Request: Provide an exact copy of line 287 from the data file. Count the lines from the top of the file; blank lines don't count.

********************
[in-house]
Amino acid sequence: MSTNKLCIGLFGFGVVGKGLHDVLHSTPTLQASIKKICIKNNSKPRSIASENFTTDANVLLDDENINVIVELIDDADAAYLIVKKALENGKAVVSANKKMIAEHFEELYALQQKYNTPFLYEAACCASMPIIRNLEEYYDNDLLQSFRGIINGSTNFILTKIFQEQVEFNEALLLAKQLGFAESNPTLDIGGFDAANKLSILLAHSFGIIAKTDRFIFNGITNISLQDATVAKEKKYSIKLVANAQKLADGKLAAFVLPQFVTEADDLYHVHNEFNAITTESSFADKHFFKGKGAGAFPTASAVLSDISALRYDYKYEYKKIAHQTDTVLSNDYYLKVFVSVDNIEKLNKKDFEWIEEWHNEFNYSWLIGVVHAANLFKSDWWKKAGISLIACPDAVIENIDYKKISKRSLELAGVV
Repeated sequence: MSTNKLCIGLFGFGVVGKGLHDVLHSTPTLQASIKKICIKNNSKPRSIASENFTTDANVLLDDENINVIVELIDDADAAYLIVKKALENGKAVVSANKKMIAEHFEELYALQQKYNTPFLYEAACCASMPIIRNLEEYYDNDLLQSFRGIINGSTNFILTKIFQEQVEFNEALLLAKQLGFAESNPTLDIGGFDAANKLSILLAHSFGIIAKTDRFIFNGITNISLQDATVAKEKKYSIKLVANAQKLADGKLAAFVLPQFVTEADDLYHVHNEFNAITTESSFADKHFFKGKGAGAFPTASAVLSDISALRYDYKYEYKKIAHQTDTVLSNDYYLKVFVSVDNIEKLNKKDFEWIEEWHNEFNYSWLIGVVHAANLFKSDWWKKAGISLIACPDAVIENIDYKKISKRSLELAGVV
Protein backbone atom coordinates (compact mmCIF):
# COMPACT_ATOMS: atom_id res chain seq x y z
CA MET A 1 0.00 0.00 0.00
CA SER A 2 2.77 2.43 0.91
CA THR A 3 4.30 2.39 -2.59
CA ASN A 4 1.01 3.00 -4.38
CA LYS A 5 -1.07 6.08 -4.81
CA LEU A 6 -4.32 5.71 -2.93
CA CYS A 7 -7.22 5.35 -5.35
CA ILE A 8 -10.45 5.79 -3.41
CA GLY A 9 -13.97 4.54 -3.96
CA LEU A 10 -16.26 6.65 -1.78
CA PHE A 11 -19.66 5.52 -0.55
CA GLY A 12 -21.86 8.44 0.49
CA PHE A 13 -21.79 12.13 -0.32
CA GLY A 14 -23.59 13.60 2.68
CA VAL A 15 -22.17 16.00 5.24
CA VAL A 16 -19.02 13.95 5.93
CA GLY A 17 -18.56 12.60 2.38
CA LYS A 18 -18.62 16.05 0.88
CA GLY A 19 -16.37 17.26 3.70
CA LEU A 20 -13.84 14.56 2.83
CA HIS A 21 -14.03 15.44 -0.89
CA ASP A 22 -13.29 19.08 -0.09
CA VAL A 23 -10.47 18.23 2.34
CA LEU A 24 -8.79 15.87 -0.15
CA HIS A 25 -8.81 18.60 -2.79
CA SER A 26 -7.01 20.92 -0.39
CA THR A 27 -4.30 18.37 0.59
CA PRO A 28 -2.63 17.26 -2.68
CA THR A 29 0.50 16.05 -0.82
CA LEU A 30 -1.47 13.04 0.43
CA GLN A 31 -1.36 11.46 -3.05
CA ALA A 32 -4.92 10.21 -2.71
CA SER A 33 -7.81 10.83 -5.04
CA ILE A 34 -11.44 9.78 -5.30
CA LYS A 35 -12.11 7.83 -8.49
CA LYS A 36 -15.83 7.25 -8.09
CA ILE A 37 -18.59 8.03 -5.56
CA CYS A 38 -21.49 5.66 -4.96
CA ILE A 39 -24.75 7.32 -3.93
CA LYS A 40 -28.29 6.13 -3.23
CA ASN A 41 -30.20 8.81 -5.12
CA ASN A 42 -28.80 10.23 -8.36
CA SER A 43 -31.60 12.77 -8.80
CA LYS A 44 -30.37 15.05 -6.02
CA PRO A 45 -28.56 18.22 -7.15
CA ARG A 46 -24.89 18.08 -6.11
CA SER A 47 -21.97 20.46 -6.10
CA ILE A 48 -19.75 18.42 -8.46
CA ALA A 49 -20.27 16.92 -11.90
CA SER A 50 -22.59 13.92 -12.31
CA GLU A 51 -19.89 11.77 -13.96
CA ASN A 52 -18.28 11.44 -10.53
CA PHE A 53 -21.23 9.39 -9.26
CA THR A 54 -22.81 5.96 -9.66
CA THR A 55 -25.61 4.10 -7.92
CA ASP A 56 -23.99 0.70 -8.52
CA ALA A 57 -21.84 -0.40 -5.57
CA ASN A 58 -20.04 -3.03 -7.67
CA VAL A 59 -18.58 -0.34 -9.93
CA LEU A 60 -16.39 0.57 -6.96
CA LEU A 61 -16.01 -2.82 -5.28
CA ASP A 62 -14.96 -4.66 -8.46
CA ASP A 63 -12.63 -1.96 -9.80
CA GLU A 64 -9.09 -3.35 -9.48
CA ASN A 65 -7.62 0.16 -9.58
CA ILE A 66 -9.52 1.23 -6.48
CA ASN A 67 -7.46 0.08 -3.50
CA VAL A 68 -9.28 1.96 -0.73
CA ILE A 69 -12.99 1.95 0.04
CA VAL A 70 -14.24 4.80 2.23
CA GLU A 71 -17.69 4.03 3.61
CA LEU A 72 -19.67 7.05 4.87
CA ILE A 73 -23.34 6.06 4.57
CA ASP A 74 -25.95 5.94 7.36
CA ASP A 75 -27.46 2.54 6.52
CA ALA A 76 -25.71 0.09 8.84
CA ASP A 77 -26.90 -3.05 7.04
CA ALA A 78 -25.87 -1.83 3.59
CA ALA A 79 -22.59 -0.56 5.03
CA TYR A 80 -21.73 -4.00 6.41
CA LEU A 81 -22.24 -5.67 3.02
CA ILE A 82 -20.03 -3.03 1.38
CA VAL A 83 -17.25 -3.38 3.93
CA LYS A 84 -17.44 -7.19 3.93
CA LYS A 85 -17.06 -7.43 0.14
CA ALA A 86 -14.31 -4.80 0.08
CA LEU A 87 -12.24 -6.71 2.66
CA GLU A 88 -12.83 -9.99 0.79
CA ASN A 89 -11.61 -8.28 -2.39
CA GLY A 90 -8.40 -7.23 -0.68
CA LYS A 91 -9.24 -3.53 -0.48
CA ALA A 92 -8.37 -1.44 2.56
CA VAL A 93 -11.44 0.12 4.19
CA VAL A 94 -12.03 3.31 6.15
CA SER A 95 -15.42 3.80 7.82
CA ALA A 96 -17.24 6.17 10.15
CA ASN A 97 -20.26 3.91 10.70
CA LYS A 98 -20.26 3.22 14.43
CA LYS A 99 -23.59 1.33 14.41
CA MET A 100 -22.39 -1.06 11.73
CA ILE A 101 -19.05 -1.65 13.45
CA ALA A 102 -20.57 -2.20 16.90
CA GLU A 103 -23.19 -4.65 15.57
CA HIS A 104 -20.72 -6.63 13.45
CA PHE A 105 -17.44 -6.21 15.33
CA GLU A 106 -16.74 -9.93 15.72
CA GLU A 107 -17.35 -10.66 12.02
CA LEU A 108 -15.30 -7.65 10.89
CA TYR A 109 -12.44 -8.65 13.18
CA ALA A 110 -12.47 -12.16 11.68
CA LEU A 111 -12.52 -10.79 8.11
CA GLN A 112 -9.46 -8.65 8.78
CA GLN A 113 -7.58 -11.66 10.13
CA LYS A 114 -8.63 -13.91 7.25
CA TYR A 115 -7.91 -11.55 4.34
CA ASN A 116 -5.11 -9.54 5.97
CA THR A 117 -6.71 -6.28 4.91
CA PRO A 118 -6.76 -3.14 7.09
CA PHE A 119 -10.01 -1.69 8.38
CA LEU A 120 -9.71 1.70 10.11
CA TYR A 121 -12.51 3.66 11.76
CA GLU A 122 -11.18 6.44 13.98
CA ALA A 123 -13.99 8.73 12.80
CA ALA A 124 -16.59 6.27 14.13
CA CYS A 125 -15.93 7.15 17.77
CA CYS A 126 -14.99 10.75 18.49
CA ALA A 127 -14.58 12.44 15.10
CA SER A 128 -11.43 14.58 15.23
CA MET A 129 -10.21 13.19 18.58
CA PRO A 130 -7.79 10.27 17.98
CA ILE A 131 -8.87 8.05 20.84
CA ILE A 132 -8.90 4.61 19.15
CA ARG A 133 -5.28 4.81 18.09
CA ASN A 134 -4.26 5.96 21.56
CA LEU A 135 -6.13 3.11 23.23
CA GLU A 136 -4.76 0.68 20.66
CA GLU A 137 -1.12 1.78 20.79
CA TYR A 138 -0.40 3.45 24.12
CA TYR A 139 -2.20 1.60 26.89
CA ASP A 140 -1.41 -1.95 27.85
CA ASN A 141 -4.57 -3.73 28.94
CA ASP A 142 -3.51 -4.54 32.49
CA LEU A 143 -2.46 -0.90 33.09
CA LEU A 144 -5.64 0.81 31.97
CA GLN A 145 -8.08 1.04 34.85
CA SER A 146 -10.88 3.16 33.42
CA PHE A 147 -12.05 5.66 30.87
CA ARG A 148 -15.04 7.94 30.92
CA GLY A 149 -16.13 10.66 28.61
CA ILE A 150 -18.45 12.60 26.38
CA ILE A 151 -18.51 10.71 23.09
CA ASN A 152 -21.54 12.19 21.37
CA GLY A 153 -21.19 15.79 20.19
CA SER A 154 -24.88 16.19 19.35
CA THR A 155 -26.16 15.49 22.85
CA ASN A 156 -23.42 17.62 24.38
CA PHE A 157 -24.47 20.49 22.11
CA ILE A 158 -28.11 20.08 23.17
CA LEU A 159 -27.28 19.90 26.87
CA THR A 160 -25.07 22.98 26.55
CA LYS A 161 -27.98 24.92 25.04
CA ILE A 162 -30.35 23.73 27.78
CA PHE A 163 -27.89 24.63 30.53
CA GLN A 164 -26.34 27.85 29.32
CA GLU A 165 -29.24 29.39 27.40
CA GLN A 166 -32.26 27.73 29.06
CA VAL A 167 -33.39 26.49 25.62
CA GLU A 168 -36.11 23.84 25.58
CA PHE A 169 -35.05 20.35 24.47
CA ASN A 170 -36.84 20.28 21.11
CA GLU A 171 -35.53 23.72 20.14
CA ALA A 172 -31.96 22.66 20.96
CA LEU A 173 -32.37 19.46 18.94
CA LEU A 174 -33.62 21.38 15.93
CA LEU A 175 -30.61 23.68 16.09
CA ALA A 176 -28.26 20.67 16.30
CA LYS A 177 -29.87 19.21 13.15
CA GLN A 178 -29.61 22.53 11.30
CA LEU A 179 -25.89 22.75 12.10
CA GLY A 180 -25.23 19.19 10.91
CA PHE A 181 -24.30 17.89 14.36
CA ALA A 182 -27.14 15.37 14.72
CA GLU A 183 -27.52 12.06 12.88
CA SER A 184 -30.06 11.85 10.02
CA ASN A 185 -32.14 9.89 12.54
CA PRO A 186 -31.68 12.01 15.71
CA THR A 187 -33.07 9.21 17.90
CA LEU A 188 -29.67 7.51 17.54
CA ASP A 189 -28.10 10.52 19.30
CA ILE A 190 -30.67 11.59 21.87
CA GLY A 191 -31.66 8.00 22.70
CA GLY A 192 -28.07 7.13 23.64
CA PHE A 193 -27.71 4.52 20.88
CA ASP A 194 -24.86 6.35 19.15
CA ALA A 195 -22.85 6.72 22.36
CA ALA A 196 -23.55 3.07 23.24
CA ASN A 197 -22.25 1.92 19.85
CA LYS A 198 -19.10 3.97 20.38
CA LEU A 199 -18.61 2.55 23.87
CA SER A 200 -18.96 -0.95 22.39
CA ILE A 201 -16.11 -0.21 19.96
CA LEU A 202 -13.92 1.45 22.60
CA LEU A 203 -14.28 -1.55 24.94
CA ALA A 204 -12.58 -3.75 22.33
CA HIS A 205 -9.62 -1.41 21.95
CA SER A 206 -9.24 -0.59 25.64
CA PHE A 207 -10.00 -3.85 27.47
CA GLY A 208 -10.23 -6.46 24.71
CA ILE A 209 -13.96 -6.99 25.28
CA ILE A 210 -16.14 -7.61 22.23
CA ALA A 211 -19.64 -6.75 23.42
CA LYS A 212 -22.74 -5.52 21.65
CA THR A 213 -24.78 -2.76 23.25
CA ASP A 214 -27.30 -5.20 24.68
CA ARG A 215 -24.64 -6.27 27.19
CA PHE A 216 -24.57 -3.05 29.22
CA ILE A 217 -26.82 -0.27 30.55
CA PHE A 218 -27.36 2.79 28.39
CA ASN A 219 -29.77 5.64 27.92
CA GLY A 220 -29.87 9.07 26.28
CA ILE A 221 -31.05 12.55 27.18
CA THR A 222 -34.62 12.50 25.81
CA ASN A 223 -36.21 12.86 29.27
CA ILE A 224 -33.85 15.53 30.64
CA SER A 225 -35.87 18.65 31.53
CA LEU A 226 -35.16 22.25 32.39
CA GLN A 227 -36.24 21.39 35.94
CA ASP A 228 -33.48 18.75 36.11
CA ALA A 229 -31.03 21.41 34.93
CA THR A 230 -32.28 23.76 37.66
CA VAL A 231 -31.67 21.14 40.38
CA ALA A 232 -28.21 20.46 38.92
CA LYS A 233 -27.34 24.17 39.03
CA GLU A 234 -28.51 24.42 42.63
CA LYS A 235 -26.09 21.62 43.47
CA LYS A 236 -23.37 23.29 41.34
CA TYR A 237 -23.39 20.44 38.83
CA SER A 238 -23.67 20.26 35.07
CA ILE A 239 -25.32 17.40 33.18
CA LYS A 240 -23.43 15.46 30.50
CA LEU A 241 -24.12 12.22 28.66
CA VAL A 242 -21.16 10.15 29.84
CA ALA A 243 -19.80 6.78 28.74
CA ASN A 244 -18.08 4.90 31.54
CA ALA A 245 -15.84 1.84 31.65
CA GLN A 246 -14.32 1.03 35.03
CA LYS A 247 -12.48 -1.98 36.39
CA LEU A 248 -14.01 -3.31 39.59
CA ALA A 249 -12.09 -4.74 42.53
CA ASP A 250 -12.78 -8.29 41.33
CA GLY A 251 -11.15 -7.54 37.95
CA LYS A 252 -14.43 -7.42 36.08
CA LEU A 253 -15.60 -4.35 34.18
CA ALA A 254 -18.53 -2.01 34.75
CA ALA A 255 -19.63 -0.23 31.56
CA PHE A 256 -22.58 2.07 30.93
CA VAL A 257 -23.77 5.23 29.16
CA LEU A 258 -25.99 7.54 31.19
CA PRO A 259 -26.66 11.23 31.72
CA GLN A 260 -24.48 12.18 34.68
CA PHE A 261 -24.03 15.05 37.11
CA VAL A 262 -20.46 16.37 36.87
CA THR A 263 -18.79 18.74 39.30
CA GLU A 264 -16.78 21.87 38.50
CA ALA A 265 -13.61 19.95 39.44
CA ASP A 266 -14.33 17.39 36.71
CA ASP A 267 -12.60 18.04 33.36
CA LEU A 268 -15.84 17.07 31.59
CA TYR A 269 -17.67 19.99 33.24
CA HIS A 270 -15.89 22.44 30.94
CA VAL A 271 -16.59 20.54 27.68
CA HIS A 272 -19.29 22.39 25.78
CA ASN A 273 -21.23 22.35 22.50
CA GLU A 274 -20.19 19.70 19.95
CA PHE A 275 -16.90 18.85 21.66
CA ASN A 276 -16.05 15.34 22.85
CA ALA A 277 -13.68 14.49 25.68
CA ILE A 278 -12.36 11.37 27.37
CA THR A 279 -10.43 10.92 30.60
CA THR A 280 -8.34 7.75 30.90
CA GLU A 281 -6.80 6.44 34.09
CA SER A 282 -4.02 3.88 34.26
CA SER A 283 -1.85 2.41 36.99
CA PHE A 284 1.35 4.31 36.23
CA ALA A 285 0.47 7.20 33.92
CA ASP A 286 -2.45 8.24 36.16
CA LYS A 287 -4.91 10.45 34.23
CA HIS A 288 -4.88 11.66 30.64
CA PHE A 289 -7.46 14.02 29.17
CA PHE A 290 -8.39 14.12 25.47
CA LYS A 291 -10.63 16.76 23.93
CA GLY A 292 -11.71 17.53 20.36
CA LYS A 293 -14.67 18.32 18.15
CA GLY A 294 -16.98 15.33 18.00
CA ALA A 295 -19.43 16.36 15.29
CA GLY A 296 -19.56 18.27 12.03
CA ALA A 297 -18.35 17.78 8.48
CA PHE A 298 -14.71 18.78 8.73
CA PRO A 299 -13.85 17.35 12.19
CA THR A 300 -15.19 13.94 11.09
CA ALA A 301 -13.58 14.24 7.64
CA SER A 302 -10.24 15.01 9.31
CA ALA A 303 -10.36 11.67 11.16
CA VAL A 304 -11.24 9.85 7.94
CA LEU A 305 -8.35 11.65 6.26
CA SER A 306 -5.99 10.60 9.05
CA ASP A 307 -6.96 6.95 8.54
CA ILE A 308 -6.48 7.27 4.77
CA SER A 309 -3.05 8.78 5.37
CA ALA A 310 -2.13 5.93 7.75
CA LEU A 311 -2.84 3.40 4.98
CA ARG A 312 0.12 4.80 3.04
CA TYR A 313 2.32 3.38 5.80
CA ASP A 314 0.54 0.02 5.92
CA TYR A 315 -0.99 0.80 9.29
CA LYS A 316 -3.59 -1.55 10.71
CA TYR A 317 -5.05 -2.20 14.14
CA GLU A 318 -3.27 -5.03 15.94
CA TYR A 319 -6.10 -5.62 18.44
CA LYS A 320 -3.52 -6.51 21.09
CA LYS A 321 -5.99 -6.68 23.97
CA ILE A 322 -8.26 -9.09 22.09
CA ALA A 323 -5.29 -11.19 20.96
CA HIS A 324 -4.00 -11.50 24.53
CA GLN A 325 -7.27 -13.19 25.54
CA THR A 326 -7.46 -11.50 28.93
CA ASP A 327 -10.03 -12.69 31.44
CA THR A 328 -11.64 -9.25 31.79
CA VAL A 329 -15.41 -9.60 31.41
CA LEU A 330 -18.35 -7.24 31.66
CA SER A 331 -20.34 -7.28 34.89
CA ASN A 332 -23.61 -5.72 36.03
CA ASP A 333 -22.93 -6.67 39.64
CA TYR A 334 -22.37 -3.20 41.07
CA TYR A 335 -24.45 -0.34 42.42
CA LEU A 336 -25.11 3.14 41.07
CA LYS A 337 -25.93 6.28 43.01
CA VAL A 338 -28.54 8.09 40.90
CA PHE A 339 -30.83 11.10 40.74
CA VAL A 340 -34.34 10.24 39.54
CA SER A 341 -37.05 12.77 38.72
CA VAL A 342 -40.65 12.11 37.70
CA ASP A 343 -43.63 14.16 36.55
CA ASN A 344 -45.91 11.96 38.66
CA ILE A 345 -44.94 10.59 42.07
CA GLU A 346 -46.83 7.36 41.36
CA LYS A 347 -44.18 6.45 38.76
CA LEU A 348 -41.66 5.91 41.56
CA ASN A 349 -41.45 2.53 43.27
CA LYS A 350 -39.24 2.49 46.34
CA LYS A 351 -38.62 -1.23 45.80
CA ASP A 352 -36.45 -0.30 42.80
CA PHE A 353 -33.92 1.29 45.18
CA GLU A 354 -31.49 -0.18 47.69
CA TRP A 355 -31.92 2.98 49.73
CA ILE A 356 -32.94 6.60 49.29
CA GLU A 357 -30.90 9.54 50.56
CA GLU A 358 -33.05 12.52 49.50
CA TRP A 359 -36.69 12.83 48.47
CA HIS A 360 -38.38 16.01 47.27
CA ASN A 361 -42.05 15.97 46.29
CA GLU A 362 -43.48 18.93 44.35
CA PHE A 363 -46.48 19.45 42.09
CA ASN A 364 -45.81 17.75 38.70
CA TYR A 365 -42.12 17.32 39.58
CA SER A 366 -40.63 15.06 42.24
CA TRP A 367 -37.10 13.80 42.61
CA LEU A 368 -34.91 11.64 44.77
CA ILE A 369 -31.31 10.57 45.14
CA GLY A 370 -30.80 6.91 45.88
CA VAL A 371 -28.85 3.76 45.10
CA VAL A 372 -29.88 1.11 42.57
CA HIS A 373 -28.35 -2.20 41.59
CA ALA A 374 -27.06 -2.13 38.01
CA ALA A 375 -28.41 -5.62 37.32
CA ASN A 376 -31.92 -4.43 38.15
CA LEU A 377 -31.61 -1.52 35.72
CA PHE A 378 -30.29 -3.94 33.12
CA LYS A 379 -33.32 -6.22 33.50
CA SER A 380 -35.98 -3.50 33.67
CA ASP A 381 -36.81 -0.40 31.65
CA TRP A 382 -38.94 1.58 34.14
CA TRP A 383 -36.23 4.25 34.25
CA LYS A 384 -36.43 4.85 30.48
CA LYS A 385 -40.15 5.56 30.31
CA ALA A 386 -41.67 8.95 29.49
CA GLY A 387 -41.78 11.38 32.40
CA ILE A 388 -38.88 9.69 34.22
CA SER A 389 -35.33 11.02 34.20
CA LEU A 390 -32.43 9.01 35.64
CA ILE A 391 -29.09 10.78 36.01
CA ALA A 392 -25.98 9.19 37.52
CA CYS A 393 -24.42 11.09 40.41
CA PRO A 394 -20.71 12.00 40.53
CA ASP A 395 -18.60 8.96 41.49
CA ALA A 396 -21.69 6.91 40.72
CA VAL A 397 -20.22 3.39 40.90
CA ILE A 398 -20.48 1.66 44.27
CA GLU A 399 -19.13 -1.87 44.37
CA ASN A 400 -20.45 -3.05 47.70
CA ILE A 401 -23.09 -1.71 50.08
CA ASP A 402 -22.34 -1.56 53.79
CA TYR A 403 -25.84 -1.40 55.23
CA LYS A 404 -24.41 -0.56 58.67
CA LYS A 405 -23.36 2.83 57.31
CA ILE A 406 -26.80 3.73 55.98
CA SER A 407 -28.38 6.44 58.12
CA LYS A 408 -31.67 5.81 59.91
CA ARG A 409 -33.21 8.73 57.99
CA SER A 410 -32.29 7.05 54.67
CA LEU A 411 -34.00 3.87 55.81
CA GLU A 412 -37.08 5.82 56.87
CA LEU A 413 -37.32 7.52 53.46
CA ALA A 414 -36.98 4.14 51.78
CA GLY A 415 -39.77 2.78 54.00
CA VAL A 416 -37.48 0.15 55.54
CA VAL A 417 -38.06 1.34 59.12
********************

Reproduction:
CA SER A 282 -4.02 3.88 34.26